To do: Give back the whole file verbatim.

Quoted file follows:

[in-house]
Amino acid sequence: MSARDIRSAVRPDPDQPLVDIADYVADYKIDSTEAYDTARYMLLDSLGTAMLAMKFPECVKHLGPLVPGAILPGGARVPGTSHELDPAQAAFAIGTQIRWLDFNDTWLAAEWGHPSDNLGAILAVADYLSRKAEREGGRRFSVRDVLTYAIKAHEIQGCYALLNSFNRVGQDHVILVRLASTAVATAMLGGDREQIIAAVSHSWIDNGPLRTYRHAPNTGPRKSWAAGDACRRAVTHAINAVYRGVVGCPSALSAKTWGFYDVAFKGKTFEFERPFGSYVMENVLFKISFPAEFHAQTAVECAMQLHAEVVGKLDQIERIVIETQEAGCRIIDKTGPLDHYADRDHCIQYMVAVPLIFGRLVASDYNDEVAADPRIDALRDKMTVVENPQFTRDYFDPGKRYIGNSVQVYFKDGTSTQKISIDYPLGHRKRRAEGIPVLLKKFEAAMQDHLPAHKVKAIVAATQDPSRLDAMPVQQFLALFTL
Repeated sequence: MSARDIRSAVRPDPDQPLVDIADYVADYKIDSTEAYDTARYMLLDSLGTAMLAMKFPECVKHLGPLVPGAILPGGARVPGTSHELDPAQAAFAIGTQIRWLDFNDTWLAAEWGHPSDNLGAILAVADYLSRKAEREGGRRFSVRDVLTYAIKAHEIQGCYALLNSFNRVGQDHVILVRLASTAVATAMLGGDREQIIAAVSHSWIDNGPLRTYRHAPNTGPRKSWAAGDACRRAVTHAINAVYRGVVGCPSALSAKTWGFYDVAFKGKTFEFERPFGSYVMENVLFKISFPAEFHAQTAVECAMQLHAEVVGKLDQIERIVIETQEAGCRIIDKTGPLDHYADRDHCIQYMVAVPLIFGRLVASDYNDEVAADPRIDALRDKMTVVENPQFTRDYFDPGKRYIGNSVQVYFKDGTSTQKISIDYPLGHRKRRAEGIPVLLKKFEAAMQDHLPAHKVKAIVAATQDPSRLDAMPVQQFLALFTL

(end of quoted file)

[in-house]
Amino acid sequence: MSARDIRSAVRPDPDQPLVDIADYVADYKIDSTEAYDTARYMLLDSLGTAMLAMKFPECVKHLGPLVPGAILPGGARVPGTSHELDPAQAAFAIGTQIRWLDFNDTWLAAEWGHPSDNLGAILAVADYLSRKAEREGGRRFSVRDVLTYAIKAHEIQGCYALLNSFNRVGQDHVILVRLASTAVATAMLGGDREQIIAAVSHSWIDNGPLRTYRHAPNTGPRKSWAAGDACRRAVTHAINAVYRGVVGCPSALSAKTWGFYDVAFKGKTFEFERPFGSYVMENVLFKISFPAEFHAQTAVECAMQLHAEVVGKLDQIERIVIETQEAGCRIIDKTGPLDHYADRDHCIQYMVAVPLIFGRLVASDYNDEVAADPRIDALRDKMTVVENPQFTRDYFDPGKRYIGNSVQVYFKDGTSTQKISIDYPLGHRKRRAEGIPVLLKKFEAAMQDHLPAHKVKAIVAATQDPSRLDAMPVQQFLALFTL
Repeated sequence: MSARDIRSAVRPDPDQPLVDIADYVADYKIDSTEAYDTARYMLLDSLGTAMLAMKFPECVKHLGPLVPGAILPGGARVPGTSHELDPAQAAFAIGTQIRWLDFNDTWLAAEWGHPSDNLGAILAVADYLSRKAEREGGRRFSVRDVLTYAIKAHEIQGCYALLNSFNRVGQDHVILVRLASTAVATAMLGGDREQIIAAVSHSWIDNGPLRTYRHAPNTGPRKSWAAGDACRRAVTHAINAVYRGVVGCPSALSAKTWGFYDVAFKGKTFEFERPFGSYVMENVLFKISFPAEFHAQTAVECAMQLHAEVVGKLDQIERIVIETQEAGCRIIDKTGPLDHYADRDHCIQYMVAVPLIFGRLVASDYNDEVAADPRIDALRDKMTVVENPQFTRDYFDPGKRYIGNSVQVYFKDGTSTQKISIDYPLGHRKRRAEGIPVLLKKFEAAMQDHLPAHKVKAIVAATQDPSRLDAMPVQQFLALFTL